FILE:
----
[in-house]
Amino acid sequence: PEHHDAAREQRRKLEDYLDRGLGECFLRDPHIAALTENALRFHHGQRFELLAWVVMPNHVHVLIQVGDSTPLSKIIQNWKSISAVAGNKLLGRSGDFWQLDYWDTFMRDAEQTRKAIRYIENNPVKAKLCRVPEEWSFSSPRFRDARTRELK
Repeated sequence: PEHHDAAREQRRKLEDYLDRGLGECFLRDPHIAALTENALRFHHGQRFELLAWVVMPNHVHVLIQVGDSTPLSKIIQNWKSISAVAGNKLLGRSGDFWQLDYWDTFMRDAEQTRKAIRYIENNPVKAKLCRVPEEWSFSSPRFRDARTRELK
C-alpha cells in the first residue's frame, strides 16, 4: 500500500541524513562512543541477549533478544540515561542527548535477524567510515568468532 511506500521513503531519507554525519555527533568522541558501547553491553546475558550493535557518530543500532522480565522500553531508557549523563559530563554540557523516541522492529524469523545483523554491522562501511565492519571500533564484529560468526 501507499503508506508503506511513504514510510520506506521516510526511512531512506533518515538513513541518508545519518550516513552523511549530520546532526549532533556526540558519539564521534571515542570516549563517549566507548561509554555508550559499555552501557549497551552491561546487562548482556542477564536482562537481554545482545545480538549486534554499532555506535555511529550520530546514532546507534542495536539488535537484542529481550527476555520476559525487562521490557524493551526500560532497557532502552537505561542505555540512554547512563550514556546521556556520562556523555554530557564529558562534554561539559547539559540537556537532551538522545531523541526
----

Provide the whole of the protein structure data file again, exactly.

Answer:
[in-house]
Amino acid sequence: PEHHDAAREQRRKLEDYLDRGLGECFLRDPHIAALTENALRFHHGQRFELLAWVVMPNHVHVLIQVGDSTPLSKIIQNWKSISAVAGNKLLGRSGDFWQLDYWDTFMRDAEQTRKAIRYIENNPVKAKLCRVPEEWSFSSPRFRDARTRELK
Repeated sequence: PEHHDAAREQRRKLEDYLDRGLGECFLRDPHIAALTENALRFHHGQRFELLAWVVMPNHVHVLIQVGDSTPLSKIIQNWKSISAVAGNKLLGRSGDFWQLDYWDTFMRDAEQTRKAIRYIENNPVKAKLCRVPEEWSFSSPRFRDARTRELK
C-alpha cells in the first residue's frame, strides 16, 4: 500500500541524513562512543541477549533478544540515561542527548535477524567510515568468532 511506500521513503531519507554525519555527533568522541558501547553491553546475558550493535557518530543500532522480565522500553531508557549523563559530563554540557523516541522492529524469523545483523554491522562501511565492519571500533564484529560468526 501507499503508506508503506511513504514510510520506506521516510526511512531512506533518515538513513541518508545519518550516513552523511549530520546532526549532533556526540558519539564521534571515542570516549563517549566507548561509554555508550559499555552501557549497551552491561546487562548482556542477564536482562537481554545482545545480538549486534554499532555506535555511529550520530546514532546507534542495536539488535537484542529481550527476555520476559525487562521490557524493551526500560532497557532502552537505561542505555540512554547512563550514556546521556556520562556523555554530557564529558562534554561539559547539559540537556537532551538522545531523541526